Driving with a dog in your lap is dangerous, in part, because it could fly forward in a crash. "An 80-pound dog at only 30 mph packs a 2,400-pound punch."
Peter Palumbo on Tuesday, January 22nd, 2013 in a news release
Rhode Island Rep. Peter Palumbo says a dog in a driver’s lap poses flying projectile risk
Note to pet owners: that license you got for Fido is not a license for the dog to drive.
That seems to be what some drivers are thinking when they let their pet sit behind the steering wheel.
State Rep. Peter Palumbo, concerned that lapdogs and their owners might end up playing dead for real, issued a news release on Jan. 22 announcing that he had introduced 2013-H 5101, legislation that would prohibit drivers from allowing dogs to sit on their laps. Fines would range from $85 for a first offense to as high as $125.
"A driver preoccupied by a pet on his lap is not a safe driver," he said.
Palumbo, a Cranston Democrat, reported that a 2010 survey done by AAA found that 21 percent of drivers let a dog ride in their lap during the previous year. But it was the next sentence of his news release that appealed to our fact-checking instincts.
"The auto club called it dangerous because an unrestrained 10-pound dog traveling at 50 miles per hour flies forward with 500 pounds of pressure in a crash and an 80-pound dog at only 30 mph packs a 2,400-pound punch," his news release said.
Three questions immediately came to mind: (1.) Who puts an 80-pound dog on his lap? (2.) Could an 80-pound dog even FIT between a driver and the steering wheel? and (3.) If you get into an accident with Marmaduke on your lap, wouldn't the big dog actually cushion you from the impact?
While we waited for Palumbo to get back to us, we found a July 19, 2011, news release from AAA that contained key elements of his argument. It reports on the results of a 2011 survey of 1,000 owners who have driven with their dogs in the previous year.
The survey found that 17 percent admitted to holding their dog while driving or allowing it to sit on their lap. (It turns out that the 21 percent figure Palumbo cited is from a similar 2010 survey.)
Both news releases say more common distractions for drivers are taking a hand off the wheel to pet their dogs or restrain them when putting on the brakes.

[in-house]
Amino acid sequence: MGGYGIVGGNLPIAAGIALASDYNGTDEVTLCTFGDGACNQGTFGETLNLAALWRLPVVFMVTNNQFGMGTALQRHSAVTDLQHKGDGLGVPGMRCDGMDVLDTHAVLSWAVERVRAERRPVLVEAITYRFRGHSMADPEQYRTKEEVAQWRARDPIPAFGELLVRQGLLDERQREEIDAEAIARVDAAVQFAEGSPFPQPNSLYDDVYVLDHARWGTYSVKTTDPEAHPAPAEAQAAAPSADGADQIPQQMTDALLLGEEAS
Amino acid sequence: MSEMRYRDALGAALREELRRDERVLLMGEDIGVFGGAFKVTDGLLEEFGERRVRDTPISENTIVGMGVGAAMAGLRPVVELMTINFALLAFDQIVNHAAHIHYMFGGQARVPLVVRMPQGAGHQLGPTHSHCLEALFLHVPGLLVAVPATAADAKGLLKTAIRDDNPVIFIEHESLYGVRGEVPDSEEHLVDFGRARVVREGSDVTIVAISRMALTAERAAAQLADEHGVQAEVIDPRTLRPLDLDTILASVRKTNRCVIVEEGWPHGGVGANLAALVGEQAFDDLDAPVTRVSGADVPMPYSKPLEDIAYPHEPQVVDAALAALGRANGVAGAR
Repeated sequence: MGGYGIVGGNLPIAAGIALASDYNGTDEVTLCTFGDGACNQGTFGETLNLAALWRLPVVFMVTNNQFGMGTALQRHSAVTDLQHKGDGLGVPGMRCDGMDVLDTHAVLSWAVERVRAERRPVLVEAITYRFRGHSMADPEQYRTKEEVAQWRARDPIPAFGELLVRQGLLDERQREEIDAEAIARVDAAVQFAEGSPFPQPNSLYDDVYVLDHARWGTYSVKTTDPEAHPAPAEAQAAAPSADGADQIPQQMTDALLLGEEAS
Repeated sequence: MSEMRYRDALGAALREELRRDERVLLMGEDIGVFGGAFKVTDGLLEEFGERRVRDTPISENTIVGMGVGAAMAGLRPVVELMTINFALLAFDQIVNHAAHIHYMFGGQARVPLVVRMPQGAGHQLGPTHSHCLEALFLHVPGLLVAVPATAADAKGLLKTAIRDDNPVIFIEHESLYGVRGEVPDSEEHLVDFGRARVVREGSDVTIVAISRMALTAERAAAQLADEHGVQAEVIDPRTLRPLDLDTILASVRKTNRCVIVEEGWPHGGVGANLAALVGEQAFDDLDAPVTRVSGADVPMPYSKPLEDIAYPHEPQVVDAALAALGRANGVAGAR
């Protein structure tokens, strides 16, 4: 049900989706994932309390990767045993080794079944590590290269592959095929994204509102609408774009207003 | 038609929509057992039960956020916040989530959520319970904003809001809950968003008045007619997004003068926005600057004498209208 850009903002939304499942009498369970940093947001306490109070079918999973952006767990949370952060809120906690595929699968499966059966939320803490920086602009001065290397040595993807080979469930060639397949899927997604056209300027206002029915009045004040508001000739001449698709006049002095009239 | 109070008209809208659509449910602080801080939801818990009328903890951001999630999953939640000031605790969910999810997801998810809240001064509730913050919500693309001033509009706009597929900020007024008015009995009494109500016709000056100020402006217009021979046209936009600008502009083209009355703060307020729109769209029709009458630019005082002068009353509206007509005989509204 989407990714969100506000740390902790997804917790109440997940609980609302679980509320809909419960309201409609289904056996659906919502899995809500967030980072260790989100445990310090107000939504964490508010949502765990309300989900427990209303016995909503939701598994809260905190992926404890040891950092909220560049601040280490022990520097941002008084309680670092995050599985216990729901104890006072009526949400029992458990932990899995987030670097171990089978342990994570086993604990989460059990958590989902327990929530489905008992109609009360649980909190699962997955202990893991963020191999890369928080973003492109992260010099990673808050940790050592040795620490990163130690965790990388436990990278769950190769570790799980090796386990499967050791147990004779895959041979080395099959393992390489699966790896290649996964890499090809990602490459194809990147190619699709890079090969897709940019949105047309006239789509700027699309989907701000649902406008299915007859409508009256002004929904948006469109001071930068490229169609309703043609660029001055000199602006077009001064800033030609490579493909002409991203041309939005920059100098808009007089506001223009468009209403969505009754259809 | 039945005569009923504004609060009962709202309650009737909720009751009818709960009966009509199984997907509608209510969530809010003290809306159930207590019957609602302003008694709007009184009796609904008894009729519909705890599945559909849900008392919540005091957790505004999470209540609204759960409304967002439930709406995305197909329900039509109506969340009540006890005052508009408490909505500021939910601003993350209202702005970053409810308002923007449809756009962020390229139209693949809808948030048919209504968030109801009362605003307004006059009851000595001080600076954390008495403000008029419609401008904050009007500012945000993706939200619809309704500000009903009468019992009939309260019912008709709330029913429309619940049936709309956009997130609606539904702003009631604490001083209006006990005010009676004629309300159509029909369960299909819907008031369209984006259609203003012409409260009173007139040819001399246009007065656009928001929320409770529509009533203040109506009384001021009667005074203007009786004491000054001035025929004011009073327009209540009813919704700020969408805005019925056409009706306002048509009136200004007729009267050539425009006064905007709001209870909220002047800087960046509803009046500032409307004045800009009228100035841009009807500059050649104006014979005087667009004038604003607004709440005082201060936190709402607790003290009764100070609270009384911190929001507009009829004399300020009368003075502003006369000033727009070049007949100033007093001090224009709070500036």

And both news releases urge drivers to use restraint systems for their dogs. (The surveys were sponsored by Kurgo, a company that just happens to sell products for safely restraining animals when they travel).
So what does this have to do with dogs in your lap?
The numbers in the news releases that Palumbo cites are mostly relevant to dogs elsewhere in the car, not on the driver's lap. The dog might even help cushion the impact for the driver, a scenario that wouldn't be good for the dog.
"It is very likely the crash will be fatal to your pet," Heather Hunter of AAA told us. "In this situation your pet will be hit with tremendous force from both the driver and air bag. The driver is also at greater risk for internal injury or death." The airbag "will throw your pet into you as you are being thrown into the airbag."
The biggest problem with lapdogs is that they are a distraction that can cause an accident, she stressed.
Hunter was also able to answer another question for us. It turns out she has an 80-pound dog, which she said wouldn’t fit on her lap "unless I had the seat all the way back, and in that case I'm not reaching the pedals."
When Palumbo got back to us, he acknowledged that a lap dog might actually cushion the impact. "I didn't think of that," he said.
He said he has not proposed any law requiring pets to be restrained in vehicles.
In arguing for a proposed law that would ban dogs from the laps of drivers, Rep. Peter Palumbo says that AAA says the practice is "dangerous because an unrestrained 10-pound dog traveling at 50 miles per hour flies forward with 500 pounds of pressure in a crash and an 80-pound dog at only 30 mph packs a 2,400-pound punch."
Driving with a dog in your lap is dangerous, but not for the reason he cites.
Because his statement is partially accurate but leaves out important details or takes things out of context, we rate Half True.
(After publication of this item, several readers informed us that the characterization of the force of a flying dog -- as made by AAA and repeated by Palumbo -- was incorrect.
("One cannot simply multiply speed by weight to get an impact force," said Daniel Schmidt of Blacksburg, Va., a mathematics graduate student at Virginia Tech. "Think about this: running into something at high speed would hurt just as much in deep space, where all weights are zero."
("For that matter, there is no way to calculate the impact force from the given data," he said, citing one problem in Palumbo's -- and AAA's -- statement. "One would also need to know how long it takes for the dog (and the car) to stop moving. Stopping relatively slowly would mean that the force would be small, and stopping very suddenly would produce a huge force, even with the same mass and initial velocity.")
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